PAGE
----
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What’s the case for classical studies in the 21st century? Eric Adler offers an answer in Classics, the Culture Wars, and Beyond.

In a 10-minute conversation with The Bookmonger, Adler says that there’s more value in the study of classics than most people realize, but that scholars often don’t know how to respond to public interest in their field. He also describes the reputation of Victor Davis Hanson, probably the best-known classicist in the United States but also a controversial figure among his academic peers.

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What’s the meaning of meaning? Now there’s a heady question–but one that Emily Esfahani Smith tackles with clear-headed, narrative prose in The Power of Meaning: Crafting a Life that Matters.

In a 10-minute conversation with The Bookmonger, Smith discusses the ingredients of a meaningful life, argues that happiness is overrated, and describes how the rise of social media and the decline of religious faith have shaped the modern search for meaning.

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They’re unelected, unaccountable, and out of control–and Paul D. Moreno takes them on in The Bureaucrat Kings: The Origins and Underpinnings of America’s Bureaucratic State.

In a 10-minute conversation with The Bookmonger, Moreno describes how and why Congress has allowed the administration state to grow in size and strength for more than a century–and what citizens and statesmen can do right now to recover what we’ve lost.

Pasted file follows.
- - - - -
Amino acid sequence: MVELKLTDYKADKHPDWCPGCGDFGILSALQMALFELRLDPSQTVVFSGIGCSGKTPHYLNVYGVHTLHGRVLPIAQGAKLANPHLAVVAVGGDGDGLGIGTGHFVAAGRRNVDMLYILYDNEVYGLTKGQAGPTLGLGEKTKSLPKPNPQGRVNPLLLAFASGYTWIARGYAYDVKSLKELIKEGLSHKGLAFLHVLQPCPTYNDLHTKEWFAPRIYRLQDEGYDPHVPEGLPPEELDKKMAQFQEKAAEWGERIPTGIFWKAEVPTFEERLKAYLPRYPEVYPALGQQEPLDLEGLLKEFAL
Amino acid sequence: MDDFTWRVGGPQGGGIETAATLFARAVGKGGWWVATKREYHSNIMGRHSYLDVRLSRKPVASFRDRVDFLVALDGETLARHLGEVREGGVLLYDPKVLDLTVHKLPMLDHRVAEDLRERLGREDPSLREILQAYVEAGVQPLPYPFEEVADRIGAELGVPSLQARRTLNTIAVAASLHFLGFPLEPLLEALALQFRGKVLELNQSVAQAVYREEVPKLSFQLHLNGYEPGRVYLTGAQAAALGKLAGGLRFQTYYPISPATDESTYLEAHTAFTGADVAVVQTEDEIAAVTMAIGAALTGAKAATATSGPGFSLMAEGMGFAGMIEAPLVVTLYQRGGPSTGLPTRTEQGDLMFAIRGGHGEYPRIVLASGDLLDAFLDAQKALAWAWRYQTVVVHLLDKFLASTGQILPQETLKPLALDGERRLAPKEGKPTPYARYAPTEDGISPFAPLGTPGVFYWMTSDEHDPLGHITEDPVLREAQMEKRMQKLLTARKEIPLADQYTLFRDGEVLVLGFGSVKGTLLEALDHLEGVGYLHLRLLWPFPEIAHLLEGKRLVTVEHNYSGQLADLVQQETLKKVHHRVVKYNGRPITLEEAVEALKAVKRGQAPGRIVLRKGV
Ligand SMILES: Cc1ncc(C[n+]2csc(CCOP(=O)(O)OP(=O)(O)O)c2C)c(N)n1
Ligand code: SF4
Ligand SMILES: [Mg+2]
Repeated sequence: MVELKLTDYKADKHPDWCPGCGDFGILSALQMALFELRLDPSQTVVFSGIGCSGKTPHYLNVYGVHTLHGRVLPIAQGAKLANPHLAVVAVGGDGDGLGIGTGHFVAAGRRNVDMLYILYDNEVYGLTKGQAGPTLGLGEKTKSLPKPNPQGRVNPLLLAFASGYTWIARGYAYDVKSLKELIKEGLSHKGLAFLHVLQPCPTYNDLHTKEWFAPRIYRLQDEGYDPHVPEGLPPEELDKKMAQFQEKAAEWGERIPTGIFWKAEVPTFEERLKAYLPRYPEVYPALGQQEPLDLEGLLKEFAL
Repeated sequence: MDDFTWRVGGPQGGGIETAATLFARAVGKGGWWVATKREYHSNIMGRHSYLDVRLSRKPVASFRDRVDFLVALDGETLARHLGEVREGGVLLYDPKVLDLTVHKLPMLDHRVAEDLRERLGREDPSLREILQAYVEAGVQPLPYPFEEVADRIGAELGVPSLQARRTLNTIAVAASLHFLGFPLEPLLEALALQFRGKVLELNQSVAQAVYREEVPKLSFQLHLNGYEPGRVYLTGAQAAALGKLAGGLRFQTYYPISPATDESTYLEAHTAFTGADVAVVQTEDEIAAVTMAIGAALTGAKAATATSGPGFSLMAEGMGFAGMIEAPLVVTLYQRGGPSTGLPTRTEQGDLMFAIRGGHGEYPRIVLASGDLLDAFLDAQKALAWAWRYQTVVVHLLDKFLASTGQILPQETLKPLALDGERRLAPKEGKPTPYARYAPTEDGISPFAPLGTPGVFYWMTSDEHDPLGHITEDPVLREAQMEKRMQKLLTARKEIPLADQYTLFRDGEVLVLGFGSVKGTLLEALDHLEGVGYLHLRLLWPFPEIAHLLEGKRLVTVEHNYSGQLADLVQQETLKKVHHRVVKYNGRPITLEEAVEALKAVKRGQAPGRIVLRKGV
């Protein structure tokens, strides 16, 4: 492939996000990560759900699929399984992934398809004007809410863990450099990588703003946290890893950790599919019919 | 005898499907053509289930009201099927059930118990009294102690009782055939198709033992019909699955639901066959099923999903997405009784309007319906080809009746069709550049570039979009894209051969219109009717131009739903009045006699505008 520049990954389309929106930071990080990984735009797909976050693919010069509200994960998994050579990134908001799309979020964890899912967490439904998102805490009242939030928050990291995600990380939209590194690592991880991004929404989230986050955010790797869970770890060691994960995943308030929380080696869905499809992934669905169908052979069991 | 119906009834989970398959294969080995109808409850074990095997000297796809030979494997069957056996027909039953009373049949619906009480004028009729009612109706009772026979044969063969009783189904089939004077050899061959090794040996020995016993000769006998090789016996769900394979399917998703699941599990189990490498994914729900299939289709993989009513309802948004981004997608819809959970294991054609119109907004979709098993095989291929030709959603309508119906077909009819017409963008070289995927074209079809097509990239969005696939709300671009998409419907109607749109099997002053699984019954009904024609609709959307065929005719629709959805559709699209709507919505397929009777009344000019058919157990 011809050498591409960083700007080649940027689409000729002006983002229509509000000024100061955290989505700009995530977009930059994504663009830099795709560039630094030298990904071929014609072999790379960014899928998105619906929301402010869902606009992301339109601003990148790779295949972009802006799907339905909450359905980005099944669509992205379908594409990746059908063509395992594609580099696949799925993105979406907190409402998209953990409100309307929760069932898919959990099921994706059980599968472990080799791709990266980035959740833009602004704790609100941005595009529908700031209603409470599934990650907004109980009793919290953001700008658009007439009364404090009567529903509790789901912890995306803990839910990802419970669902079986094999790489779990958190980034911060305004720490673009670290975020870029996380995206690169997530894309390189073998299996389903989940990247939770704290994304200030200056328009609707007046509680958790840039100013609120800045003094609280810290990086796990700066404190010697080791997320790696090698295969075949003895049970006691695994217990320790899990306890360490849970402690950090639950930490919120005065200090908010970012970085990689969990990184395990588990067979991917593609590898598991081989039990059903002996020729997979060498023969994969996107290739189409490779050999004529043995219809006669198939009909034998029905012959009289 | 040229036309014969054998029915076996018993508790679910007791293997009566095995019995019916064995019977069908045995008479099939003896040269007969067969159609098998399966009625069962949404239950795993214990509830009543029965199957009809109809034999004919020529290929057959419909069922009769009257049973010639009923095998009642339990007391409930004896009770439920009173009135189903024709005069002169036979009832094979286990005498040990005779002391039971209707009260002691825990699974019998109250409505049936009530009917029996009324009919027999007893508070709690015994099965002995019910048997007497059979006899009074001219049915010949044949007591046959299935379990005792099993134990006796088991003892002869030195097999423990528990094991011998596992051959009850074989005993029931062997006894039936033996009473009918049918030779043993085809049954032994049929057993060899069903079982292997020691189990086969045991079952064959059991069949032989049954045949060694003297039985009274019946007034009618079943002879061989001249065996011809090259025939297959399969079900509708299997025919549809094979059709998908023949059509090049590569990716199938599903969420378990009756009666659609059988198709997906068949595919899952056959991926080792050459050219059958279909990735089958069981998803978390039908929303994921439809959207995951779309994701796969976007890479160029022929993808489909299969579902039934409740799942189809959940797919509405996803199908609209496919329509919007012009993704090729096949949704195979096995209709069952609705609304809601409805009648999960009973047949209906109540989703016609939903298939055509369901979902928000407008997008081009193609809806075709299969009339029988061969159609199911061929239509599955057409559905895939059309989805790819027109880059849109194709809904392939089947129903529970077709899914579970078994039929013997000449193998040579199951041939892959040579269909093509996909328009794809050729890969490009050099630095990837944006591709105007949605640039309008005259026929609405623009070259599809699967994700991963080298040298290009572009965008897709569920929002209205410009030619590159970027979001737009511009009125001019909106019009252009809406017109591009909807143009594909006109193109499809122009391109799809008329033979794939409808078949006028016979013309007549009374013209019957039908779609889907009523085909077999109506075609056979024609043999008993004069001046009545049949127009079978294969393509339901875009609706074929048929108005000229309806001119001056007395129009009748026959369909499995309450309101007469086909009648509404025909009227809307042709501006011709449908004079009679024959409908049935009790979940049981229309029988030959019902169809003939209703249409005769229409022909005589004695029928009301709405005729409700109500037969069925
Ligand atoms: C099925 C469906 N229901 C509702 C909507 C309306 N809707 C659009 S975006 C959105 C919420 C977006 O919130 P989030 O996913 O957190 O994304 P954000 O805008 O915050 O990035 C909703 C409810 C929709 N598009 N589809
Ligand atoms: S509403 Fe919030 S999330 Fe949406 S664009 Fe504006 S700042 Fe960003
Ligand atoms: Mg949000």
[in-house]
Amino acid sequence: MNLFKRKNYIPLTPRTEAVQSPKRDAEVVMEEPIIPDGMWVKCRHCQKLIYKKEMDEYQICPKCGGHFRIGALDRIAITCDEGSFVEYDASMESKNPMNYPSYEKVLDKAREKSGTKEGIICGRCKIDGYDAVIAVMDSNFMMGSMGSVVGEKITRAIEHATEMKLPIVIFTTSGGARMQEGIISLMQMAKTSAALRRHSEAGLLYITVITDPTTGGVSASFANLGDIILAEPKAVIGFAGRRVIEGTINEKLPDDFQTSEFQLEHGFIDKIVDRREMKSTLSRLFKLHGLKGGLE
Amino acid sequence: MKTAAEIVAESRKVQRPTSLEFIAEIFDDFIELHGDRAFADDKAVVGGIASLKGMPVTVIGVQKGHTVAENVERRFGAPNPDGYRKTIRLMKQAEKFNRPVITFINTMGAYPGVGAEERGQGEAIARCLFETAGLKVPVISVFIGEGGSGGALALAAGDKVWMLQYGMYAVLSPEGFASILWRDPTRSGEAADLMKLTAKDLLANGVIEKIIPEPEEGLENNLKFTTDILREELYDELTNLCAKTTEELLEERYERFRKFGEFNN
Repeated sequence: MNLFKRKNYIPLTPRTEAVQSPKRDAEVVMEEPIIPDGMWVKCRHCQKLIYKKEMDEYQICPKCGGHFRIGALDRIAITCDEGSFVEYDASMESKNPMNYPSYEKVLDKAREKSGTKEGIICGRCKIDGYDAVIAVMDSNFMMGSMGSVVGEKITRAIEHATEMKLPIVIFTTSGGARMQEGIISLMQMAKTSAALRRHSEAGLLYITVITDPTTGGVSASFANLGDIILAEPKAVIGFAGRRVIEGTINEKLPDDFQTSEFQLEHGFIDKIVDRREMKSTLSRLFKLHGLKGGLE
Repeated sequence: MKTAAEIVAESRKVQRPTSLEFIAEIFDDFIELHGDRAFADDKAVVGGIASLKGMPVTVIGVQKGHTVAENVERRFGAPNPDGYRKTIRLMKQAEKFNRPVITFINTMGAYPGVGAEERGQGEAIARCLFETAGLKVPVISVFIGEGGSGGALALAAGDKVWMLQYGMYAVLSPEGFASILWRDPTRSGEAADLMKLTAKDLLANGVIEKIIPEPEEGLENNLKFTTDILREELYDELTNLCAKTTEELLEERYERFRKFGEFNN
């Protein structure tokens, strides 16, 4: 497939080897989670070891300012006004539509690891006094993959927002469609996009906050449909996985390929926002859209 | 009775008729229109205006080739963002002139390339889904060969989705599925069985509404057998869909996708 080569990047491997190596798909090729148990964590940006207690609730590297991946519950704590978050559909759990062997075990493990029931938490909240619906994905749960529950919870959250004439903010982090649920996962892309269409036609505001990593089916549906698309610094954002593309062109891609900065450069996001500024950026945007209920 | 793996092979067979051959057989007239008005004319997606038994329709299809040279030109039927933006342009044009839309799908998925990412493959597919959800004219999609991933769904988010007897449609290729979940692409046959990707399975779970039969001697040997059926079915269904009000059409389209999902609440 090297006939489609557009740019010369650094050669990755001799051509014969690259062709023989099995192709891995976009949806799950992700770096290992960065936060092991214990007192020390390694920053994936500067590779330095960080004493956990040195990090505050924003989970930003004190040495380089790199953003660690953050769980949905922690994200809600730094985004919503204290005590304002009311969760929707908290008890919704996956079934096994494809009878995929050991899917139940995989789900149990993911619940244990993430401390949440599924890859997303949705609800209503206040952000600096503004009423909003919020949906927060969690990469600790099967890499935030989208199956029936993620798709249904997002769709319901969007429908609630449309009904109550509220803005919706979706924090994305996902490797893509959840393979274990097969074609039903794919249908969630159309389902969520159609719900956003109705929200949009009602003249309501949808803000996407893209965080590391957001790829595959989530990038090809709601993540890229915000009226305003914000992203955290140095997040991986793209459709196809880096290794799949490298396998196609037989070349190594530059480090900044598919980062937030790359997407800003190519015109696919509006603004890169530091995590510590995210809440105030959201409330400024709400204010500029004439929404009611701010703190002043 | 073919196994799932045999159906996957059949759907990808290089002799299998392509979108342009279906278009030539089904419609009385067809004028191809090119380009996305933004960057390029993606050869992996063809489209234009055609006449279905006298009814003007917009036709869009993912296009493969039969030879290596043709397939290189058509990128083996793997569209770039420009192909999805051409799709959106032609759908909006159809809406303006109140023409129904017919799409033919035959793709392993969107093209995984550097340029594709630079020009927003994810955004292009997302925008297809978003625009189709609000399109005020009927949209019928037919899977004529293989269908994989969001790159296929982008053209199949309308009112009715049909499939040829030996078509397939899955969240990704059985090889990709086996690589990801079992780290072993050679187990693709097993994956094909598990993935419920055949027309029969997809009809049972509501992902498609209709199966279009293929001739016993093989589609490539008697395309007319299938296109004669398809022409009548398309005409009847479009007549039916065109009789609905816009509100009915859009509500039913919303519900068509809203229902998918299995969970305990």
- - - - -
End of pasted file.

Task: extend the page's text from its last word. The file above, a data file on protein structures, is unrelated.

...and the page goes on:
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From the Peloponnesian Wars and Punic Wars of antiquity to America’s 20th-century confrontation with the Soviet Union, we have much to learn from the clashes of the past, says James Lacey, editor of Great Strategic Rivalries: From the Classical World to the Cold War.

In a 10-minute conversation with The Bookmonger, Lacey describes the rules of rivalries, from how they start to how they end, and discusses possible major rivalries of the 21st century. He also provides advice on how the United States can prepare for the inevitable showdown.

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Art and politics always have mixed, but lately the art world has surrendered to the toxic cult of race, gender, and class, says Sohrab Ahmari in The New Philistines: How Identity Politics Disfigure the Arts.

In a 10-minute conversation with The Bookmonger, Ahmari explains how a rotten production of Shakespeare’s A Midsummer Night’s Dream compelled him to write his book, how contemporary artistic treatments of race differ from the sophistication of Mark Twain’s Huckleberry Finn, and where Americans can find great art today.

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“I do not exaggerate to propose that this may prove to be William F. Buckley’s finest book ever,” says Christopher Buckley, about a brand-new volume of his late father’s work, A Torch Kept Lit: Great Lives of the Twentieth Century, a collection of eulogies edited by James Rosen of Fox News.

In a 10-minute conversation with The Bookmonger, Rosen explains how he came up with the idea for this book, what made WFB such an excellent stylist, and how WFB managed to range in these brief compositions from the likes of Winston Churchill and Ronald Reagan to John Lennon and Jerry Garcia.

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Conservatives always complain about the liberal media. But when did they start to fight it? Right from the start, says Nicole Hemmer in Messengers of the Right: Conservative Media and the Transformation of American Politics.

In a 10-minute conversation with The Bookmonger, Hemmer explains how conservatives in the 1940s and 1950s made liberal media bias an political issue, telling the stories of radio showman Clarence Manion and National Review publisher Bill Rusher. She also describes what today’s conservatives can learn from these figures of yesteryear.